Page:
Through Him who with us sideth.
Let goods and kindred go,
This mortal life also;
The body they may kill,
God's truth abideth still,
His Kingdom is forever.



DAY of wrath, that day of burning, Seer and Sibyl speak concerning, All the world to ashes turning.

Oh, what fear shall it engender,

When the Judge shall come in splendor,

Strict to mark and just to render !

Trumpet, scattering sounds of wonder,
Rending sepulchres asunder,
Shall resistless summons thunder.

All aghast then Death shall shiver,
And great Nature's frame shall quiver,
When the graves their dead deliver.

Volume, from which nothing 's blotted,
Evil done nor evil plotted,
Shall be brought and dooms allotted.

When shall sit the Judge unerring,
He'll unfold all here occurring,
Vengeance then no more deferring.

What shall I say, that time pending?
Ask what advocate 's befriending,
When the just man needs defending?

Dreadful King, all power possessing,
Saving freely those confessing,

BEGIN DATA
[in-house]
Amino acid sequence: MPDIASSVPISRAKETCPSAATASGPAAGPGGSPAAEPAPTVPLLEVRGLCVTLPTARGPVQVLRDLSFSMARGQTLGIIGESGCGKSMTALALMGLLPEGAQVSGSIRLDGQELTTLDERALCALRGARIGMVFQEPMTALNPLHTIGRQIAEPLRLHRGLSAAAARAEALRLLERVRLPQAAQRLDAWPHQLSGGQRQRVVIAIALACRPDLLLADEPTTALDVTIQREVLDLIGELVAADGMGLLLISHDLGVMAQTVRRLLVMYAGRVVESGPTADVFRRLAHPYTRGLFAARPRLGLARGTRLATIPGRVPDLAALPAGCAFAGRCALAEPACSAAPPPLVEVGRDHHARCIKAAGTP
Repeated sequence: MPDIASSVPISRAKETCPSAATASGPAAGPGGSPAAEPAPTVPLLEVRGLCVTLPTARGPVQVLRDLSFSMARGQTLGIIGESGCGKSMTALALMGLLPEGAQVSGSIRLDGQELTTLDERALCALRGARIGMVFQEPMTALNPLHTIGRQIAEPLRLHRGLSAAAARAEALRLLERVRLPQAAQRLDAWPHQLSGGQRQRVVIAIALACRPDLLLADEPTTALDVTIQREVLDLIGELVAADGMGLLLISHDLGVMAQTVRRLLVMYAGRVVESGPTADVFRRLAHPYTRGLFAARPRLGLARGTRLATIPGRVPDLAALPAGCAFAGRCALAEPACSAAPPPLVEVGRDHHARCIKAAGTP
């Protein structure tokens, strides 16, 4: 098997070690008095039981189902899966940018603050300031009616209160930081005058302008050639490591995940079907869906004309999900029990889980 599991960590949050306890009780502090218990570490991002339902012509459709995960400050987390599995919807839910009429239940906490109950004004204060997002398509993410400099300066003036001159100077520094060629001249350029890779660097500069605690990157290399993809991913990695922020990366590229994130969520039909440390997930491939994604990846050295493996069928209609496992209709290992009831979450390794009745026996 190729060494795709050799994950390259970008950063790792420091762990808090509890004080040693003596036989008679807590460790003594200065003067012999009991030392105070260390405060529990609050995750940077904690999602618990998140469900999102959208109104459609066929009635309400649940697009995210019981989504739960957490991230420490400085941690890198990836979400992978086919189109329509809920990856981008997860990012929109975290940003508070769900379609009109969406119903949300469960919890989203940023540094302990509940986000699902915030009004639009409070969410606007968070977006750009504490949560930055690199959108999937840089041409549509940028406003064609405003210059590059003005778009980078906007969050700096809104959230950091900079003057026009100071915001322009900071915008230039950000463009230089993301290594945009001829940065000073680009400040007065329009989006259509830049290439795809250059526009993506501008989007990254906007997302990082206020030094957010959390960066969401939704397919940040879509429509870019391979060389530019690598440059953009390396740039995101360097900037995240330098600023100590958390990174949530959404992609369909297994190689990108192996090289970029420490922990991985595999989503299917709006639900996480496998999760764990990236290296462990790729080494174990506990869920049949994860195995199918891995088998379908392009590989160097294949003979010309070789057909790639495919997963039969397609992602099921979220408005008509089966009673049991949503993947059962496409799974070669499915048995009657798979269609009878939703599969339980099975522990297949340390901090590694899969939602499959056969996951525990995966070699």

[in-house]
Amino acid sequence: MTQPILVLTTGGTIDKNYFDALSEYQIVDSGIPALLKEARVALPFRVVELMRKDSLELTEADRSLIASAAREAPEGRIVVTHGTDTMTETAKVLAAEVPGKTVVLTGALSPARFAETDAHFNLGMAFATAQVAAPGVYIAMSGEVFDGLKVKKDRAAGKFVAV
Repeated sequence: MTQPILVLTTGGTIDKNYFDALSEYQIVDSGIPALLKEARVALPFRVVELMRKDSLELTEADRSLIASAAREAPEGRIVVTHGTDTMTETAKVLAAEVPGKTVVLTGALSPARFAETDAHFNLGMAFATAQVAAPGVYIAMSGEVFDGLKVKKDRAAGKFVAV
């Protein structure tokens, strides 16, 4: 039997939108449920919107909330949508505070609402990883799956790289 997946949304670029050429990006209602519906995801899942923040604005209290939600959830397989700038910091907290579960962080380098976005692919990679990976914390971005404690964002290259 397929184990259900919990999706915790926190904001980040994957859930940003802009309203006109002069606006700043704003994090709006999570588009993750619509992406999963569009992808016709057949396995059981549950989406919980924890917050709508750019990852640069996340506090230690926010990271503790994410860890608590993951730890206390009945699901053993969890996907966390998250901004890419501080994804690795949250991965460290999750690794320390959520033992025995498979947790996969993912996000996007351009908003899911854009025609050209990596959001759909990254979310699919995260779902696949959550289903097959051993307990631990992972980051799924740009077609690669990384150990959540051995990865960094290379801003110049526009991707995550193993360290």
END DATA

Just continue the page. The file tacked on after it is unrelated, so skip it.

Save thou me, O Fount of Blessing!

Think, O Jesus, for what reason
Thou didst bear earth's spite and treason,
Nor me lose in that dread season!

Seeking me Thy worn feet hasted, On the cross Thy soul death tasted: Let such travail not be wasted!

Righteous Judge of retribution!
Make me gift of absolution
Ere that day of execution!

Culprit-like, I plead, heart-broken,
On my cheek shame's crimson token:
Let the pardoning word be spoken !

Thou, who Mary gav'st remission,
Heard'st the dying Thief's petition,
Cheer'st with hope my lost condition.

Though my prayers be void of merit,
What is needful, Thou confer it,
Lest I endless fire inherit.

Be there, Lord, my place decided With Thy sheep, from goats divided, Kindly to Thy right hand guided!

When the accursed away are driven, To eternal burnings given,

Call me with the blessed to heaven!

I beseech Thee, prostrate lying, Heart as ashes, contrite, sighing, Care for me when I am dying!

Day of tears and late repentance,
Man shall rise to hear his sentence:
Him, the child of guilt and error,
Spare, Lord, in that hour of terror !